Cattle producer has tough decisions as drought intensifies


Cattle producer has tough decisions as drought intensifies

A cattle producer says ongoing drought will force her to make some tough decisions this fall.

Gina Pospichal operates a cow-calf heard in North Central Nebraska. “The drought makes it easy to see which ones are producing and which ones aren’t producing.  In the past, you might give a cow a chance if she lost a calf or didn’t have a calf that was weaning at the rate that we were hoping she’d wean. There aren’t going to be any second chances for those cows.”

She tells Brownfield she’s already sold part of her spring herd and it may have to happen again. “We spend so much time analyzing what the future is going to hold and how we can best hold on as long as possible and anticipate what the winter is going to be like and even what the moisture level is going to be like next year. We don’t have that crystal ball to look ahead and see what it’s going to be like.”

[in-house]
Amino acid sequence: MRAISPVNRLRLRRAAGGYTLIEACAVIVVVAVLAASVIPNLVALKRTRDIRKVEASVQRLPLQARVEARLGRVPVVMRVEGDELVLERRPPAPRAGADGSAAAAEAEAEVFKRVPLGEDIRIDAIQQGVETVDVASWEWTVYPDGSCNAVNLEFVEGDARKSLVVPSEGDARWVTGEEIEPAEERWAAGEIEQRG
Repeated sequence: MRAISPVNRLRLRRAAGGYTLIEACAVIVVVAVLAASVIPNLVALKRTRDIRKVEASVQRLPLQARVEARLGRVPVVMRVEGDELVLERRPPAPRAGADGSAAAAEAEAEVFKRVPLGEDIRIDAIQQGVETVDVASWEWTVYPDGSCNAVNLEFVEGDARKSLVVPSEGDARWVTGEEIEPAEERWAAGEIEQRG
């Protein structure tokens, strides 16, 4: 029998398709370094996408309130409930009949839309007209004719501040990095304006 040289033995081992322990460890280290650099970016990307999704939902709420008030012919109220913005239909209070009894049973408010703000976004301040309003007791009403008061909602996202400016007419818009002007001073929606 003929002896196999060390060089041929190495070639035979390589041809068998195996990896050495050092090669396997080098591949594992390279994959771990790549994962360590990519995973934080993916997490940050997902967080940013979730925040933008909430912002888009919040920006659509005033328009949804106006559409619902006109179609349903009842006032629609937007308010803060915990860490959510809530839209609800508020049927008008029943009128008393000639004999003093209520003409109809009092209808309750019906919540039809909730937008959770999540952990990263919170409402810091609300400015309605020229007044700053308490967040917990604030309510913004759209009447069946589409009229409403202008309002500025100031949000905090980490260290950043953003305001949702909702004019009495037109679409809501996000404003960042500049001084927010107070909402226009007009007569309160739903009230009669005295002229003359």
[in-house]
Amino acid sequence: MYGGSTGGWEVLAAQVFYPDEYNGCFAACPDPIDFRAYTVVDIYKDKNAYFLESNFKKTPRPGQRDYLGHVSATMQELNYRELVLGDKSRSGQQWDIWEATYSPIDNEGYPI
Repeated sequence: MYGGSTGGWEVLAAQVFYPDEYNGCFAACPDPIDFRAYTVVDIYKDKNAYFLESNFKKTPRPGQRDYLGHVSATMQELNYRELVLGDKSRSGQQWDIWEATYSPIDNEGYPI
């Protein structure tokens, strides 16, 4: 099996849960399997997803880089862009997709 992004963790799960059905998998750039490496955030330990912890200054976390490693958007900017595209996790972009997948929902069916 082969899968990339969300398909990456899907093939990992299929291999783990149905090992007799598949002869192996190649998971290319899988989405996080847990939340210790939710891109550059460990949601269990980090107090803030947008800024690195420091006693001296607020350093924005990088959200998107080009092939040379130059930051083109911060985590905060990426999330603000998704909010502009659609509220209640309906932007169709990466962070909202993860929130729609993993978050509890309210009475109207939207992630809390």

And, Pospicahl says, feed supplies will be a concern. “We’re looking for grinding hay, which is nonexistent.  When it comes down to the idea of buying hay, that’s really not going to be an option because we’re not only talking about the high price of hay, but the transportation cost to get it to our place.”

Unless there’s a drought busting rain, she says she’s not hopeful that the situation will improve. “I think this for everyone is going to be a really hard rest of the summer and a hard fall.”